Now that I remember, in 1994 Ganassi withdrew the original car Gugelmin qualified and he re-qualified at a much faster speed in a different car. The speed set by Mo in the originally qualified car would not have stood up to make the race.
          The Ayn Rand of Indycar

          No one had to badge the Offy.

          Crapping all over threads since 2000.

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          • #6
            The ultimate in matters like this is, of course: Brayton in withdrawing a front row car to have one last shot for the pole...
            But that was in 1996.....

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            • #7
              Also a small detail...it was a rule that a driver couldn’t be attached to two cars in the field at the same time. So if a driver completed a qualifying attempt in car #x, and the team planned to re-qualify with a backup car, the first had to be withdrawn before pulling away for the attempt in the second car.

              If they were going to do it bar none...ala Sullivan in 1987, they wouldn’t hesitate. But if it was late on Bump Day, it was more of a gamble.
              Doctorindy.com

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              • #8
                Originally posted by Doctorindy View Post
                Also a small detail...it was a rule that a driver couldn’t be attached to two cars in the field at the same time. So if a driver completed a qualifying attempt in car #x, and the team planned to re-qualify with a backup car, the first had to be withdrawn before pulling away for the attempt in the second car.

                If they were going to do it bar none...ala Sullivan in 1987, they wouldn’t hesitate. But if it was late on Bump Day, it was more of a gamble.
                Ah ha! And there's the answer. Explains why Gugelmin 94 and Christian Fittipaldi 95 withdrew the qualified cars but the Goodyear/Groff situation worked without having to withdraw.

                Thanks!

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                • #9
                  Another aspect are the teams that withdrew were typically not "satisfied" with making the race and looked to be competitive come race day. Being way down on the speed chart and waiting it out when you've got a good backup, prevents the team from turning their attention to race set-up, which is a disaster come race day. The time factor come bump day works against you as you get within the last hour as well and you essentially give up control and rely on positioning and timing. If you have no other alternatives, then you wait.

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                  • #10
                    There was also a different “status” assigned to a car that was withdrawn versus a car bumped. A car bumped was technically still ranked by its speed...i.e., the 34th fastest car...while bumped, was still 34th and assigned as the first alternate. Sometimes 35th (second alternate) too. That car(s) was considered active and could continue to practice on Carb Day, etc.

                    But a car withdrawn was done for the month. They may as well wheel it directly onto the transporter. I don’t even think teams were technically allowed to harvest any parts off of it either.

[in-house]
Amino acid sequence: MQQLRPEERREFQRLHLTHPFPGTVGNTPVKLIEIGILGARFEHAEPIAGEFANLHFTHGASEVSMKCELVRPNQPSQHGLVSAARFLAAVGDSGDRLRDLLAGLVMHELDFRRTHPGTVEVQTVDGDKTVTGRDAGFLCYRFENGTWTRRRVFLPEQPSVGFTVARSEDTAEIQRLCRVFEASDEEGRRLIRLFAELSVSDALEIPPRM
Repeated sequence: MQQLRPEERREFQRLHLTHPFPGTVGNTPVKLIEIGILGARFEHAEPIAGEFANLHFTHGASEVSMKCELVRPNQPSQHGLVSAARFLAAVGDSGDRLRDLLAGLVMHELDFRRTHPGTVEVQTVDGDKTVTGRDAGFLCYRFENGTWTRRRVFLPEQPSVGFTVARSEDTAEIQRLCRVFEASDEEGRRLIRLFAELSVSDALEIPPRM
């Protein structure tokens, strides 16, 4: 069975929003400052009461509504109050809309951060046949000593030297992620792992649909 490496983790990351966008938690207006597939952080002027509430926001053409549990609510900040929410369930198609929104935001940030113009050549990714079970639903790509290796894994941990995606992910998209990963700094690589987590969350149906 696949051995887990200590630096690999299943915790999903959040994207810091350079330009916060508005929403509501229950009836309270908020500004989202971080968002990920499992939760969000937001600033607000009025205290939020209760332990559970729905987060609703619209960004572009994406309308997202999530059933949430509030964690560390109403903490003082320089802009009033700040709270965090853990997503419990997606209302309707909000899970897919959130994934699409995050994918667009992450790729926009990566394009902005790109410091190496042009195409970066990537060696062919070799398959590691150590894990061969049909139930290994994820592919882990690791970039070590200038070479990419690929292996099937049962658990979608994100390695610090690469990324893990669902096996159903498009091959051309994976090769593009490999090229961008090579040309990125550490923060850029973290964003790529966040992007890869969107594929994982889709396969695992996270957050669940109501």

Doctorindy.com

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                    • #11
                      Originally posted by Doctorindy View Post
                      Also a small detail...it was a rule that a driver couldn’t be attached to two cars in the field at the same time. So if a driver completed a qualifying attempt in car #x, and the team planned to re-qualify with a backup car, the first had to be withdrawn before pulling away for the attempt in the second car.

                      If they were going to do it bar none...ala Sullivan in 1987, they wouldn’t hesitate. But if it was late on Bump Day, it was more of a gamble.
                      There may be another, intended or unintended, result of that rule. It effectively takes out "designated qualifiers". In other words, you could not have one guy qualify for himself, and qualify four other team cars. Moving a substituted car or driver to the back also helps, but there hae been times that a sub qualifier was needed for the primary driver (see Mario). However, that's one car, one driver.
                      "For in the final analysis, our most basic common link is that we all inhabit this small planet. We all breathe the same air, we all cherish our children's future, and we are all mortal".

                      John Kennedy at American University 1963

                      "Nearly all men can stand adversity, but if you want to test a man's character, give him power"

                      A. Lincoln

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                      • #12
                        Originally posted by Belanger99 View Post

                        There may be another, intended or unintended, result of that rule. It effectively takes out "designated qualifiers". In other words, you could not have one guy qualify for himself, and qualify four other team cars. Moving a substituted car or driver to the back also helps, but there hae been times that a sub qualifier was needed for the primary driver (see Mario). However, that's one car, one driver.
                        I was thinking about that too, and I think while it may not have been a codified rule, it was something the officials didn’t want happening.
                        They would have had to do it the other way around though. If driver A was the designated qualifier, he’d have qualify a car, re-assign it to someone else, qualify car 2, re-assign it to someone else, and so on. By then, the officials would have figured out what was going on, and put a stop to it.
                        Doctorindy.com

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                        • #13
                          Originally posted by Indyote View Post
                          The ultimate in matters like this is, of course: Brayton in withdrawing a front row car to have one last shot for the pole...
                          But that was in 1996.....
                          I well remember Scott jogging down pit lane with that scrap of paper in his hand and the big grin on his face.

                          Part of Brickyard history forever.